A Tale of Two Facebooks

You know a face smiles, but it spills tears too.  

I was having a tough time before, during and after my trip to D.C. with my daughter’s 8th-grade class.  I was thrilled to be selected as a chaperone, but I was leaving my husband with a mountain of headaches. Problems that most every couple faces and because Jesus thinks we can handle it - several of them piled up at once.

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It’s been said that your eyes are the windows to your soul.  Sometimes we’re brave enough to share our soul with our friends and acquaintances.

Here's my story: The week before I left, I felt inspired to take two selfies. In the first, I was feeling positive, optimistic and full of the spirit.  I was believing wholeheartedly in the good. Later, I reluctantly took another one when I was run down, discouraged and feeling hopeless. I had been crying for awhile in my car like you do, and I remember thinking - I’m going to bring forth something good with all of this self-pity.

To my surprise, several ideas came from the images. The first - you ladies will appreciate this - I’ve chosen a remarkable mascara that held up after a 30-minute stream of ugly-cry tears, and secondly, the most important - we share what we’re willing to lose. We reveal a part of ourselves and discover it is a risk.  We’re willing to share the good, but sometimes we’re willing to share the bad and we place ourselves on the social media alter to be judged by our peers.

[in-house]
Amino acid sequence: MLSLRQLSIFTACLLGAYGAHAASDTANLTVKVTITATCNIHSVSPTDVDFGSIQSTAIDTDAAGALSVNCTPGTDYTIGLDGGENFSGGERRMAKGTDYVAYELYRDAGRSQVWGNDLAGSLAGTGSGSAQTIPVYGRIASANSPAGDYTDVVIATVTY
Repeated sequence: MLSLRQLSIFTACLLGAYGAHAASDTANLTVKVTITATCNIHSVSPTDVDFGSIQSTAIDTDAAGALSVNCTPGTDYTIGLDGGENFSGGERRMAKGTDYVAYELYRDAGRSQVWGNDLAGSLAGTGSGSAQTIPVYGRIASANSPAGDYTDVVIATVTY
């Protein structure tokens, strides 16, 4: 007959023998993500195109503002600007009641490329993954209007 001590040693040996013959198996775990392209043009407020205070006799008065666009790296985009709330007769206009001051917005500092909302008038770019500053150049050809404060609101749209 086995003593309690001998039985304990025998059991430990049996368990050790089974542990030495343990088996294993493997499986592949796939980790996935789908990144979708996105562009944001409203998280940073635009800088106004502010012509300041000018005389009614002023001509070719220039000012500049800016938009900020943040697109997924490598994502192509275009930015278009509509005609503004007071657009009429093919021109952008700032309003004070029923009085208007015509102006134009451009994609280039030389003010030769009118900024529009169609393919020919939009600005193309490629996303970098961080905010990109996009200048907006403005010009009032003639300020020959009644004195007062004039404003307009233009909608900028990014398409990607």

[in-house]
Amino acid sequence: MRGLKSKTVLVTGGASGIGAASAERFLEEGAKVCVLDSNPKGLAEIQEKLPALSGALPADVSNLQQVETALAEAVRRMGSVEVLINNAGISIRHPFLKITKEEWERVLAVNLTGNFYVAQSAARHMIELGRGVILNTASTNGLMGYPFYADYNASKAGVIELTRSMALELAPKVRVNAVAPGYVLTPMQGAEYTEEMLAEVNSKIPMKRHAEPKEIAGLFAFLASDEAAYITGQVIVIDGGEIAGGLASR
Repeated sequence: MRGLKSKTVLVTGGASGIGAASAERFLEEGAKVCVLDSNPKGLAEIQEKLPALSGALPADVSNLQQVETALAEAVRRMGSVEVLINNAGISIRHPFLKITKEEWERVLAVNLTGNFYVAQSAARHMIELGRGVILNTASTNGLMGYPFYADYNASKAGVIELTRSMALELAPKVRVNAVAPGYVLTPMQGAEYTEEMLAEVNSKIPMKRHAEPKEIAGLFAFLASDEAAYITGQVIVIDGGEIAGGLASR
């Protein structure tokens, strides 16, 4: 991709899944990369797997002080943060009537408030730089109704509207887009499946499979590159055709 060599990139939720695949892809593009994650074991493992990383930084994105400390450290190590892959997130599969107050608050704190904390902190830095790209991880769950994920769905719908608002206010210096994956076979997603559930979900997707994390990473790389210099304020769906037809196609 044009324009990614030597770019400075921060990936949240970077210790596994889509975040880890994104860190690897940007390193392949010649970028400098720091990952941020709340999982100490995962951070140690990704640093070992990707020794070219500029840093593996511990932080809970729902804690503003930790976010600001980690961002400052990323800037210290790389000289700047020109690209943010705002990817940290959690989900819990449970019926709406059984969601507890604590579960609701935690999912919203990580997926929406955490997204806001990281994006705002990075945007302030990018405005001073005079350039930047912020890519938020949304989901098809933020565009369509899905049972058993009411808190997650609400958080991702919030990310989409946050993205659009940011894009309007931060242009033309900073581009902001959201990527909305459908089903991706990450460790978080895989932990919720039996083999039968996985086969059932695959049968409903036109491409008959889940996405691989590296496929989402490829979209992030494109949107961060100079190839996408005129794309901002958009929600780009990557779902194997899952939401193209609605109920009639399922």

People forget that it’s okay to be vulnerable, or maybe they remember the pain of it.

I don’t believe we’ve given people the space to feel like it’s okay to share the bad. They don’t trust that their dirty laundry won’t be judged. We ARE judging you.  We can’t seem to help it. Everything that is posted runs rapid-fire through a filter of our history and values. I’d be lying if we weren’t - but we are less likely to judge you when you at least seem real. If your life is always portrayed as good, then it’s not believable.  If you say your life is always full of problems, we’re not buying that either. Humans have a wide range of emotions and connections with other humans. If you’re only promoting half of it - either all good or all bad - then you’re missing out on the deeper connection - the authentic relationship with other humans.Wouldn’t you be a more convincing human if you revealed both?  Good and Bad. Happy and Sad?


There’s a few of us who enjoy the wallowing or at least we know someone who does.  We all have that one friend that Every. Single. Time. they post on Facebook it’s to alert the rest of us to something negative. The daily struggle. Either they complain about the poor service they received, or update that they are in the throes of a tough relationship battle or they profess being born under the sign of the turd where nothing goes right for them. They are negative and gain attention from us through their misery. And we become the rubberneckers of someone else’s misfortune. Our scroll slows down to see the life’s wreckage.

But here’s what I believe….It’s okay to stumble and crumble and feel miserable. Just don’t settle in and reside there. We want to see your comeback. Deep down we want to see you overcome adversity so that we can believe it’s possible for us too.

We need the win - whether we admit it or not.